Home > Film, History, Reviews > Film Review: Good Bye, Lenin!

Film Review: Good Bye, Lenin!

Good Bye, Lenin! (2003; Directed by Wolfgang Becker)

A surprisingly heartfelt execution of a premise that could have been too clever by half, German filmmaking veteran Wolfgang Becker’s charming parable about social upheaval and historical amnesia in post-reunification Berlin succeeds as it does because it trusts its characters enough to let them breathe and feel and live. Where an American indie of the same type may well have lingered frivolously on the witty ingenuity of the central scheme, Good Bye, Lenin! is tempered with the experience of a nation where real, painful, disfiguring social change has overturned the basic national reality (and not just once in living memory, either).

This premise is as follows: as the East German state collapses and reunification with the West beckons, young idealist Alex (Daniel Brühl) lives with his infirm mother Christiane (Katrin Saß) and sister Ariane (Maria Simon) in East Berlin, romancing a Soviet nurse named Lara (Chulpan Khamatova). His proudly socialist mother has a heart attack when Alex is arrested at an anti-government demonstration, then slips into a coma and awakes, much weakened and unaware of recent sociopolitical developments, after the fall of the Berlin Wall. Concerned that discovery of the post-communist situation in the country could make good on the doctor’s warning that a further shock could kill her, Alex perpetrates an elaborate ruse. Marshaling every surrounding detail from home decor to food containers to fake news reports to craft a seamless illusion of the Democratic Republic’s continuity, he turns his ailing mother’s whole life into a Potemkin village of rose-tinted quotidian communism.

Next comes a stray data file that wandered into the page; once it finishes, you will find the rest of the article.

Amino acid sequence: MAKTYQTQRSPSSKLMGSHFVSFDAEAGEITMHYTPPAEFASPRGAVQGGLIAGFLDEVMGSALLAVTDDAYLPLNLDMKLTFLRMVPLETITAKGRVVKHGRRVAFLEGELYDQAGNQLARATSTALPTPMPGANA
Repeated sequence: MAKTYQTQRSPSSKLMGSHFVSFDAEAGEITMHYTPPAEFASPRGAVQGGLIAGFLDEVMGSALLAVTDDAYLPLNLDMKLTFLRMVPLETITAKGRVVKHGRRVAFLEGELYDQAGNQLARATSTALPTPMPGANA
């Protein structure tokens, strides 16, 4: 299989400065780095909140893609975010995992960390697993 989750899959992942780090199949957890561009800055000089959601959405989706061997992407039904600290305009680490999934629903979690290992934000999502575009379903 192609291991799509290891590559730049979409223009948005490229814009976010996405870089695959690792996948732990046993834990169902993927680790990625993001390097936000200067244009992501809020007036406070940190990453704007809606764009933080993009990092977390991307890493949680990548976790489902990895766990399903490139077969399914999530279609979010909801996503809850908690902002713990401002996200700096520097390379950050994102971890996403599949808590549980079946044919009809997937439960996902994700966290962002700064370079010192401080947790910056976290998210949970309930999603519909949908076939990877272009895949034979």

In a way, Alex’s meticulous recreation of the departed socialist system is an act of wish fulfillment, not merely for his backwards-looking mother, but for himself as well. A complex project both personal and entrepreneurial, the ruse is an attempt to construct a beneficent social framework that Western democracy promised to Eastern Europe but has had chronic issues in delivering in full. Becker’s film is never blatant in its judgements, and always ambiguous about the systems we use to make civilization function. In this way and surprisingly many more, Good Bye, Lenin! is smart little movie that isn’t even really that little, in the end.

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Categories: Film, History, Reviews
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